In 2001, the year when China entered into the WTO, Mr. Zhang joined Philips IP&S as its first professional recruited in China. Before Philips, Mr. Zhang worked for Nike Inc. and engaged in Nike’s brand protection work in China. In Philips IP&S, his initial work also concerned trademark and especially brand protection issues for Philips in Mainland China and Hong Kong. Thereafter, his work shifted to drafting patent applications, answering office actions, supervising PCT processes, conducting infringement analyses, defending against third parties’ infringement claims, patent litigation, patent licensing, laying down IP policies concerning standards, dealing with IP issues caused by Philips’ business mergers and splits as well as other IP related work successively. To date, he has accumulated over 10 years of experience in corporate IP management.
When being interviewed by China IP, Mr. Zhang emphasized time and again his working belief: “Creative use of IP is based on profound understanding of business activities.”
Ren Feng is the current IP Manager for the Panasonic Corporation in China. She graduated from the Chemistry School of Peking University, went to Japan for further education in 1990 and acquired her doctorate degree of engineering there. In 1995, Ms. Ren entered the second largest patent firm in Osaka, mainly dealing with patent applications in the electrical equipment field. For the reason of nationality, in 1998, Ms. Ren returned to China to take examinations and was qualified as a patent agent.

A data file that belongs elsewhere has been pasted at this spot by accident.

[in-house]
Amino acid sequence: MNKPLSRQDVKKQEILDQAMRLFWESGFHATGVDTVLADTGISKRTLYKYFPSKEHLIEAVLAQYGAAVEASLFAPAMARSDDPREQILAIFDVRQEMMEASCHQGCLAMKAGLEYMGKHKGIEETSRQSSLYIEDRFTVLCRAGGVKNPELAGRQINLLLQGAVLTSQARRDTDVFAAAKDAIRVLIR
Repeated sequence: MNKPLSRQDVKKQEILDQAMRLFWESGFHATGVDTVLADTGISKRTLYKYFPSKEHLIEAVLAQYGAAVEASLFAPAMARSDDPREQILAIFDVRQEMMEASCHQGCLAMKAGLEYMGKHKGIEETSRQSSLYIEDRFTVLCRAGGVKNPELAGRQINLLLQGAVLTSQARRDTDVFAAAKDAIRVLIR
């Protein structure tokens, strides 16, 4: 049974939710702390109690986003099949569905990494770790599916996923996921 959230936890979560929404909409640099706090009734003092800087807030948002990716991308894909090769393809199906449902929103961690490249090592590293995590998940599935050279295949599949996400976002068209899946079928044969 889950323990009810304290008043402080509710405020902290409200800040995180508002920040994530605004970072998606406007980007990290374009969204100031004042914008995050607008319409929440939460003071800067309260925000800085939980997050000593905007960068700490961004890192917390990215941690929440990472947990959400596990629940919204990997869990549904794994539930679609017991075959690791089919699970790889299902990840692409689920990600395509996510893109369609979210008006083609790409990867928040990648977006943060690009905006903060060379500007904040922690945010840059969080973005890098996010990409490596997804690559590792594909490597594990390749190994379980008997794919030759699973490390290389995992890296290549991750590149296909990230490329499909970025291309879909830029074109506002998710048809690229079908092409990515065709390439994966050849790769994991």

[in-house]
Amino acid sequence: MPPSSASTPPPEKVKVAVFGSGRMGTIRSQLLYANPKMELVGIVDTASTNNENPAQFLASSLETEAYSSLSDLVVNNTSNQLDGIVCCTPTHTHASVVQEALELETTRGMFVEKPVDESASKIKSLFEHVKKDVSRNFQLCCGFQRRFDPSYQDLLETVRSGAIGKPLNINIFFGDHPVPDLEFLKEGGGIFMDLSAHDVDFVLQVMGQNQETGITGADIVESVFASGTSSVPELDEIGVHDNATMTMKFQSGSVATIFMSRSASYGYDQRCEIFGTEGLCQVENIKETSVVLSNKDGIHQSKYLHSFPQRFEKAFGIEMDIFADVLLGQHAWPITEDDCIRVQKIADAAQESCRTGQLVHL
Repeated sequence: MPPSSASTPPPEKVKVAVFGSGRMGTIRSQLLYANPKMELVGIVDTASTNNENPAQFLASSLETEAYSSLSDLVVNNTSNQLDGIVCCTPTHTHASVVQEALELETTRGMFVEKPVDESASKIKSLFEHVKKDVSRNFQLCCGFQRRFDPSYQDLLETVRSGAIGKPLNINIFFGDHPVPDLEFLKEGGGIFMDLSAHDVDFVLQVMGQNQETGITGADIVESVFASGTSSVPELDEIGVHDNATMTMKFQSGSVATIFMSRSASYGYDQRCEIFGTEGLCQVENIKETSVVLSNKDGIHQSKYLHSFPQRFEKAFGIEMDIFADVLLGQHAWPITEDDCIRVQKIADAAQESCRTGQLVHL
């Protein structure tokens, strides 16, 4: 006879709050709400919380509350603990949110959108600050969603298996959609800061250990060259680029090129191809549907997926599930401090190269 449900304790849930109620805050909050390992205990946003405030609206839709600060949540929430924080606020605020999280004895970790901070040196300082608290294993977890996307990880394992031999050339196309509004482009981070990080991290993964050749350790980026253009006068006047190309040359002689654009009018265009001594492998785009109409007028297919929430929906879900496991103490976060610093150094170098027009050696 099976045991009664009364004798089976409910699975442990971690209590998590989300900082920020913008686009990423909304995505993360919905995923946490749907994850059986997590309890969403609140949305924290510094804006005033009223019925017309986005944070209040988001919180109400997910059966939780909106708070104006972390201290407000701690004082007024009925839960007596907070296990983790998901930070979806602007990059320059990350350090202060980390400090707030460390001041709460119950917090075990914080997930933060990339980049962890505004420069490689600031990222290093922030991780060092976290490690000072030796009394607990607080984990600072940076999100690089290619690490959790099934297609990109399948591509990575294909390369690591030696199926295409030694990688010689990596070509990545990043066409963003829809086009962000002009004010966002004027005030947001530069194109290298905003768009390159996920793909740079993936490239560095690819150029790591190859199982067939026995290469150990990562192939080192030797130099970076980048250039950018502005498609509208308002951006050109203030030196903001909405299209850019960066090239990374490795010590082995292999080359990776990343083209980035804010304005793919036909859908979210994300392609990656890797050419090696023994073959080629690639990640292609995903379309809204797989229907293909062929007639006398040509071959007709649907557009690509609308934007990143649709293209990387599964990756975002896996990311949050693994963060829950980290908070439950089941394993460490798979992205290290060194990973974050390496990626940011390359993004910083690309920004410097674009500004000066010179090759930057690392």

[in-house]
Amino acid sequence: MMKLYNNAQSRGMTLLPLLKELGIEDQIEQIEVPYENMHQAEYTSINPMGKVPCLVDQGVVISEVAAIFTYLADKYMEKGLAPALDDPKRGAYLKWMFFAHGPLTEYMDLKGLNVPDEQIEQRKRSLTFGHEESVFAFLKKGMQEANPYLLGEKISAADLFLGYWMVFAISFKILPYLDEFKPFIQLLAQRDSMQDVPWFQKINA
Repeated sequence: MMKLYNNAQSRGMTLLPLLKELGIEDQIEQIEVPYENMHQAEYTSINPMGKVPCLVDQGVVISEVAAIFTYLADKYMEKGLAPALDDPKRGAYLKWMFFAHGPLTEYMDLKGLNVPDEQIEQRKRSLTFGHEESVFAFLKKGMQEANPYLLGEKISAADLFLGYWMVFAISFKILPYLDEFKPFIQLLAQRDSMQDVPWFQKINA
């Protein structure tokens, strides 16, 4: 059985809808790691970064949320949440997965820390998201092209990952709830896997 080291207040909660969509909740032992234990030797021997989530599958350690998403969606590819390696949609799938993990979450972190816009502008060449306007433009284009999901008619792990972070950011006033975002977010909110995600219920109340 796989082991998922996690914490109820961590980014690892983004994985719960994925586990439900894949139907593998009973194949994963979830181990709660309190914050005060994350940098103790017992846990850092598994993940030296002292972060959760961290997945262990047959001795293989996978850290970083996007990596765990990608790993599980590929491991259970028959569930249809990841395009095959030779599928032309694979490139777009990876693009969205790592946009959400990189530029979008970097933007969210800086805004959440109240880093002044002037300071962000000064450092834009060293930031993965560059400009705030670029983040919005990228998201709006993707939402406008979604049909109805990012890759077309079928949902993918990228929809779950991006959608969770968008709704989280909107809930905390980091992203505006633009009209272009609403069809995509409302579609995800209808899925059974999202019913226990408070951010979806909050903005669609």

The work experience within a patent firm gave Ms. Ren the chance to work with Panasonic. “At that time in the firm, I mainly dealt with patent issues related to the US, EU and Japan. Since Panasonic was one of our clients, we cooperated many times. By then, Panasonic had already begun to value its business development in China and would like to strengthen patent power. So they invited me to join the company,” Ms. Ren told China IP.
Thus, in 2001, Ms. Ren formally took up occupation in Panasonic’s headquarters in Japan, and became the first Chinese employee in Panasonic’s IP Department; her job was to manage Panasonic’s China-related IP businesses. Around 2005, Panasonic began to expand its business in China at a large-scale and highlight localized management. Having worked at the headquarters for 5 years, Ms.
 
Ren was relocated to China to strengthen the IP Department of Panasonic (China), of which she formally took charge in 2006.
 
The Advantages of Being a Former Patent Examiner
According to a survey of conducted by China IP sometime earlier, nearly 10% of Chinese IP manages were once patent examiners. Comparing with IP managers with other backgrounds, they have unparalleled advantages. They have been polished by good training and practices under formal management systems and are familiar with IP related laws, regulations and examination procedures. Their participation is beneficial to the overall improvement of the IP management level of Chinese enterprises.